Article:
Unbeaten Wildcats follow lead of savvy Nick Johnson
TUCSON, Ariz. -- Arizona coach Sean Miller has been a college basketball head coach for nearly 11 seasons and a coach at the Division I level for more than 20 at various stops throughout the Midwest and East, coaching some 200 players along the way.
But no player, he said, has impressed him with his basketball smarts as much as Arizona junior guard Nick Johnson, the leading man in the Wildcats' tight-rope-walking unbeaten season.
"He's maybe the smartest kid that I have ever coached," Miller said this week before UA made its way to the Bay area for games with Stanford and California. The Wildcats escaped with a three-point win at Stanford to improve to 21-0 and now head up the road to California in quest for No. 22 on Saturday.
"You can't comprehend how difficult it is to play three different positions in one game," Miller said. "He does that for us every game. So his responsibilities are almost where he can think through five positions out there."
At various times, Johnson will function as a shooting guard, point guard or small forward for the Wildcats. He is a player for many occasions and situations. Thus, a high basketball IQ is required. He knows where to be and what to do in most every situation.
"I've actually picked up a ton from Nick," said teammate T.J. McConnell, the starting point guard, who has been described as a mini-Miller. "He's pretty much like a coach on the floor, too."
That "only makes Coach Miller's job easier," McConnell said.
It's also makes it more enjoyable. Miller appreciates the fact that his players have been on the same page en route to their 21 wins.
"I'm smart enough to know it's not going to be like this every year," Miller said.
Johnson isn't alone when it comes to Arizona's basketball smarts. It's an unteachable instinct, and the Wildcats have it, which has been invaluable in navigating through tough situations -- such as Wednesday night's seven-point second-half deficit at Stanford.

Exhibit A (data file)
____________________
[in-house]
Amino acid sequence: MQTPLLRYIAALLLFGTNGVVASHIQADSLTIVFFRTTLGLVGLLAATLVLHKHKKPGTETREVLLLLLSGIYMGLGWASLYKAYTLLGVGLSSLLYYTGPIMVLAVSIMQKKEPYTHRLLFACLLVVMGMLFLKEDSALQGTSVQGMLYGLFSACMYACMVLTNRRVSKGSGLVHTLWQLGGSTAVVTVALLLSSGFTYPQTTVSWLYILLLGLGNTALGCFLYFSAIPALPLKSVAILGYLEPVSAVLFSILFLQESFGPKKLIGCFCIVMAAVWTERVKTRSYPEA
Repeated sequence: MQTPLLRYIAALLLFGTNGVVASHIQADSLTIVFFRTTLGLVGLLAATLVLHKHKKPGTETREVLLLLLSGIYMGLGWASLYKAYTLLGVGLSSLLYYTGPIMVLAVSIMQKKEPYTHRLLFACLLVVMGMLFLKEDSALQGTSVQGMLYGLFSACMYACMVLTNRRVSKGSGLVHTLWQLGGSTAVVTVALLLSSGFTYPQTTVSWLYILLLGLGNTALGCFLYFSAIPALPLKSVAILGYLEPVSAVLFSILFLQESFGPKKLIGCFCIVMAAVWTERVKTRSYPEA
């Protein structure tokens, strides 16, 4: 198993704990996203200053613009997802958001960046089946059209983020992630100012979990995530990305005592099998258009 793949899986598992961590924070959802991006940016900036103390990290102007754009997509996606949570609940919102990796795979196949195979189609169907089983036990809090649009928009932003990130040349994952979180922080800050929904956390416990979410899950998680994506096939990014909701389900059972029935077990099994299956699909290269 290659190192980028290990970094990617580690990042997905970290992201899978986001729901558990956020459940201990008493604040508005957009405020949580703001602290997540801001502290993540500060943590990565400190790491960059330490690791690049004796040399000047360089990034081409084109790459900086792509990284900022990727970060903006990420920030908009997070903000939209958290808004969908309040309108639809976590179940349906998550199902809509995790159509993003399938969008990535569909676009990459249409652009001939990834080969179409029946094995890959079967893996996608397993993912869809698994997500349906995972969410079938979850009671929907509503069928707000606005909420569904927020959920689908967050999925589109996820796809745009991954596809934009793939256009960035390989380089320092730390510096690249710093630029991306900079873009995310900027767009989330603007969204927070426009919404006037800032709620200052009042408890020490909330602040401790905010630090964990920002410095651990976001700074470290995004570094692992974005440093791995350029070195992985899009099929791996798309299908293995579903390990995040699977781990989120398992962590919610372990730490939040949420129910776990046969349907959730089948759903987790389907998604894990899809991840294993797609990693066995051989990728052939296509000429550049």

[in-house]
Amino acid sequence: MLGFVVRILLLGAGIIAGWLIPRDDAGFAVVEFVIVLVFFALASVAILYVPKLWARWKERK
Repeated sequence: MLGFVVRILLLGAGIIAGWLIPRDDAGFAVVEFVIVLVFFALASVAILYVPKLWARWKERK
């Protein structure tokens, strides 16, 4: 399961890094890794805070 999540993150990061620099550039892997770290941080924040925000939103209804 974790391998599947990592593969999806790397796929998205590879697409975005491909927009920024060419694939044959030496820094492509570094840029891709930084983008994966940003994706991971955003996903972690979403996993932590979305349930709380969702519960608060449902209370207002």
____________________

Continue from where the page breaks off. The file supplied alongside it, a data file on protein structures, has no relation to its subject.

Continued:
"That's what makes our team flow," McConnell said. "Everyone is looking for each other. And we're not looking for the (individual) scoring. The IQ is there."
You don't get to be 21-0 just on athletic ability alone. California coach Mike Montgomery knows the value of savvy, "glue guys" to hold a team together, and Johnson's one of the best.
But he's not along in that regard.
McConnell is a son of a coach and part of a family with deep basketball roots. (His sister coaches at the University of Pittsburgh.) Aaron Gordon and Rondae Hollis-Jefferson both have brothers who played Division I ball, and Miller said big men Kaleb Tarczewski and Brandon Ashley also deserve more credit for their contributions.
"T.J. has that great feel," Miller said. "And what he has, more than anything, is that passion to win.
"Kaleb and Brandon Ashley don't get enough credit for being smart and understanding what we are trying to do on offense. Kaleb, especially defensively, has really had some great performances and not because of how big he is but how smart he is."
Miller said it helps that the players from basketball environments -- high school and summer programs -- that condition them to playing under pressure.
"They know what it takes to win and how hard it is to practice," Miller said. "And (also) how it feels to lose."
Hollis-Jefferson is the perfect example, Miller said. He comes from Chester (Pa.) High School, where he was part of two state title teams and lost just four times in three years.
"They come from that environment where winning is important," Miller said.
Miller's also been pleased that there's been on internal friction regarding playing time.
"I don't think any of us are worried about minutes," McConnell said. "We're all here to win. That's what makes this team so special."